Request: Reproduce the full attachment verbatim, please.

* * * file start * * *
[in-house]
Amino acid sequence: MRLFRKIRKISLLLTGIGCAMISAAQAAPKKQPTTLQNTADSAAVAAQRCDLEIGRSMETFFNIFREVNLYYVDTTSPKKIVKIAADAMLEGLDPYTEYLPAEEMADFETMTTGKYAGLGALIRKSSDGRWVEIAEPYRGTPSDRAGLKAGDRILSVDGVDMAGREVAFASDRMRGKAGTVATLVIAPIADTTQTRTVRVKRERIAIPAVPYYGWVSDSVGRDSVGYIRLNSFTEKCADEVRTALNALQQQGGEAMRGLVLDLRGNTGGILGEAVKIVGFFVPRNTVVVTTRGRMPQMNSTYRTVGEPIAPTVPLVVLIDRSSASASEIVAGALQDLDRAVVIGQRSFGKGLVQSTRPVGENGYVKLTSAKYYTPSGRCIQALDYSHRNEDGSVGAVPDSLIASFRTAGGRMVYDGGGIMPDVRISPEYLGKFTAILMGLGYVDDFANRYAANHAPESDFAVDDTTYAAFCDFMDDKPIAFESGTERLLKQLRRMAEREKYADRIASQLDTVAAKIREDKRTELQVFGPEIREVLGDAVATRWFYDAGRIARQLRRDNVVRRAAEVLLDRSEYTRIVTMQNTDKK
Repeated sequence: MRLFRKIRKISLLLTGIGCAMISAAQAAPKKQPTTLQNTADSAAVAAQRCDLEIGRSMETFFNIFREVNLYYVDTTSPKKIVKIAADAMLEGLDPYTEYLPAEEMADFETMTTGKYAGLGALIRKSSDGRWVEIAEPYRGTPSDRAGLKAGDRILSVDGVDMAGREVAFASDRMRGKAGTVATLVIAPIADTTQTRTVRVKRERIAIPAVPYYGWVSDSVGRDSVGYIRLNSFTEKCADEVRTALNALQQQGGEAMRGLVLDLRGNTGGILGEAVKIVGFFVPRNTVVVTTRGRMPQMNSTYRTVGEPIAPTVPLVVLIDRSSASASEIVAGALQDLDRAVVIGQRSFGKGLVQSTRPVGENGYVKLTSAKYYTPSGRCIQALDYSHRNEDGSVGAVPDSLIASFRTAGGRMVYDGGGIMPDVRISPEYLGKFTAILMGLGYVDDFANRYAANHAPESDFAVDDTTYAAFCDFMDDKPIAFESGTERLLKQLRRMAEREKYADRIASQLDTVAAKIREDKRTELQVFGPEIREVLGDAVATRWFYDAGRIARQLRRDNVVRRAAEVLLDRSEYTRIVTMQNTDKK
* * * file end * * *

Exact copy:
[in-house]
Amino acid sequence: MRLFRKIRKISLLLTGIGCAMISAAQAAPKKQPTTLQNTADSAAVAAQRCDLEIGRSMETFFNIFREVNLYYVDTTSPKKIVKIAADAMLEGLDPYTEYLPAEEMADFETMTTGKYAGLGALIRKSSDGRWVEIAEPYRGTPSDRAGLKAGDRILSVDGVDMAGREVAFASDRMRGKAGTVATLVIAPIADTTQTRTVRVKRERIAIPAVPYYGWVSDSVGRDSVGYIRLNSFTEKCADEVRTALNALQQQGGEAMRGLVLDLRGNTGGILGEAVKIVGFFVPRNTVVVTTRGRMPQMNSTYRTVGEPIAPTVPLVVLIDRSSASASEIVAGALQDLDRAVVIGQRSFGKGLVQSTRPVGENGYVKLTSAKYYTPSGRCIQALDYSHRNEDGSVGAVPDSLIASFRTAGGRMVYDGGGIMPDVRISPEYLGKFTAILMGLGYVDDFANRYAANHAPESDFAVDDTTYAAFCDFMDDKPIAFESGTERLLKQLRRMAEREKYADRIASQLDTVAAKIREDKRTELQVFGPEIREVLGDAVATRWFYDAGRIARQLRRDNVVRRAAEVLLDRSEYTRIVTMQNTDKK
Repeated sequence: MRLFRKIRKISLLLTGIGCAMISAAQAAPKKQPTTLQNTADSAAVAAQRCDLEIGRSMETFFNIFREVNLYYVDTTSPKKIVKIAADAMLEGLDPYTEYLPAEEMADFETMTTGKYAGLGALIRKSSDGRWVEIAEPYRGTPSDRAGLKAGDRILSVDGVDMAGREVAFASDRMRGKAGTVATLVIAPIADTTQTRTVRVKRERIAIPAVPYYGWVSDSVGRDSVGYIRLNSFTEKCADEVRTALNALQQQGGEAMRGLVLDLRGNTGGILGEAVKIVGFFVPRNTVVVTTRGRMPQMNSTYRTVGEPIAPTVPLVVLIDRSSASASEIVAGALQDLDRAVVIGQRSFGKGLVQSTRPVGENGYVKLTSAKYYTPSGRCIQALDYSHRNEDGSVGAVPDSLIASFRTAGGRMVYDGGGIMPDVRISPEYLGKFTAILMGLGYVDDFANRYAANHAPESDFAVDDTTYAAFCDFMDDKPIAFESGTERLLKQLRRMAEREKYADRIASQLDTVAAKIREDKRTELQVFGPEIREVLGDAVATRWFYDAGRIARQLRRDNVVRRAAEVLLDRSEYTRIVTMQNTDKK